The first area is Creative services, which is mainly advertising. This is the most profitable part of the company. But, there is seldom time to fully develop the material, and advertising deadlines are relentless. The second part of the company is Long Form production, which offers more time to develop stories, but is less profitable. Adam Shaw is in charge of this division, which helps to develop the overall Blue Zoo production pipeline. The third main area of the company is Intellectual Property (IP) Development. This division generates new work, and develops new ideas and properties which the company owns directly. All three parts of the company inter-relate and inter-connect.

Blue Zoo do their editorial work in Avid, Final Cut and Premiere. It all depends on what the client wants, as the client will often want delivery of the raw editable files, so that they can make their own adjustments. To track their productions, and the progress of all the shots, Blue Zoo use Google Apps for production tracking. It’s free! And it works!

After the presentation, I asked them a few questions about recruitment. Specifically, What do they look for in animators?

The answer was, in a way, obvious. They want quality demo reels. And nowadays, they only look at online submissions. So don't mail in a portfolio - it will only get lost. Wannabe animators have to fill out an online form. And they say a personal statement helps – Blue Zoo want passionate people who really want to do the work, so a graduate who sounds really excited about animation - and about Blue Zoo - might just get noticed. However, they get literally thousands of applications each month, so the competition is tough.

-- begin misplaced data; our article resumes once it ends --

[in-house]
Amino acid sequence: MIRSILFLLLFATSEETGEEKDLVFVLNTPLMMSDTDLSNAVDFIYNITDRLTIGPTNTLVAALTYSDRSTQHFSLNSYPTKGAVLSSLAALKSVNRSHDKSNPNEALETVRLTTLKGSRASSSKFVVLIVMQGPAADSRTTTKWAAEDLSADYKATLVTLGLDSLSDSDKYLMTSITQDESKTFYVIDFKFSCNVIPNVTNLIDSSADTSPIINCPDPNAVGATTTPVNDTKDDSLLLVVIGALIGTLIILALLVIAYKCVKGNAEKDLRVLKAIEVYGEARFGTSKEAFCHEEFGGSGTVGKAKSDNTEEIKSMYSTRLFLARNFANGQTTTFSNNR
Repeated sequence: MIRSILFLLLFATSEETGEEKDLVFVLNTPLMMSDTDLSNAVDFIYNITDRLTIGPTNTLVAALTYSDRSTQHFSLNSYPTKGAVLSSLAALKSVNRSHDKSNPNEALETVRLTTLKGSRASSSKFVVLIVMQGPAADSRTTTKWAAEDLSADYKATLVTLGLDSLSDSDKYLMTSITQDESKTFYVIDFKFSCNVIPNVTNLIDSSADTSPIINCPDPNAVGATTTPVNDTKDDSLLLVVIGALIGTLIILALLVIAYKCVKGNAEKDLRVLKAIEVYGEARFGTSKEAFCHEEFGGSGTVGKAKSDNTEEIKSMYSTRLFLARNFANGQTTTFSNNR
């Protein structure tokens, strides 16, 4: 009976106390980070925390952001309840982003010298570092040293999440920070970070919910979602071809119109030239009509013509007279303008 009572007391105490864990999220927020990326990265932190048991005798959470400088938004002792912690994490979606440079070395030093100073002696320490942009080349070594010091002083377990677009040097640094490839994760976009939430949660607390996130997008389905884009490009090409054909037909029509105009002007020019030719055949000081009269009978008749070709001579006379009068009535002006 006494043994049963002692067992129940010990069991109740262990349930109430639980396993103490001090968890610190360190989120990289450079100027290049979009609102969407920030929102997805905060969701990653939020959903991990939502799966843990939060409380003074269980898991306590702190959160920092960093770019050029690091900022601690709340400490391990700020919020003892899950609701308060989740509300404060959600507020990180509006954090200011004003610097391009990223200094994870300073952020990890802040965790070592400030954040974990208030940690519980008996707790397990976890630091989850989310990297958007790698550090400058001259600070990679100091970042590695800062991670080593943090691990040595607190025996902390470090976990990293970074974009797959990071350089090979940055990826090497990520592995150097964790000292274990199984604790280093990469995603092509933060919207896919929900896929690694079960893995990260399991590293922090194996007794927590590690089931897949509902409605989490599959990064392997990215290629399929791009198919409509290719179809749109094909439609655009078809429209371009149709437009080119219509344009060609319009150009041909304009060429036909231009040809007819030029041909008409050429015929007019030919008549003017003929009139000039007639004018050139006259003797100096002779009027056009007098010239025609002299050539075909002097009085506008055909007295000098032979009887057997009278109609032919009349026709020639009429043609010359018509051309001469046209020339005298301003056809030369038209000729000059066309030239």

So how do they weed out the reels they like? Well, it seems they don't look for long. They can usually tell “within the first 10-15 seconds” if they like a student's demo reel. That's not a long time to make a great impression.

My third question was - where do they hire from? Any particular schools?

The answer was - anywhere that produces great animators. They mentioned the NCCA, Teeside, Ravensbourne, and also overseas - they particularly like French students. Plus, they are closely working with Creative Skillset so they have something of a bias towards Skillset approved courses. But, in the end, they take the artists they like, regardless of where they come from. Also, they added, knowing someone at Blue Zoo helps. They like the "personal touch". If someone inside the company can vouch for you, it can be a huge help.

Finally I asked them how much an animator might be expected to produce on a TV series? The answer is, about 7 seconds a day, or 35 seconds a week. That's a lot of work. But then, they aren't outsourcing their shows to Asia, they are keeping the animation work here in the UK. We should be grateful for good quality jobs that aren't going overseas.

More power to their pencil (and pixels).


(Editor's Note: For more on creating a successful demo reel, check out our post on what studios are looking for here, and also the Sony Pictures guide to demo reels here. You might also watch our ten minute video on what goes into a great student demo reel.)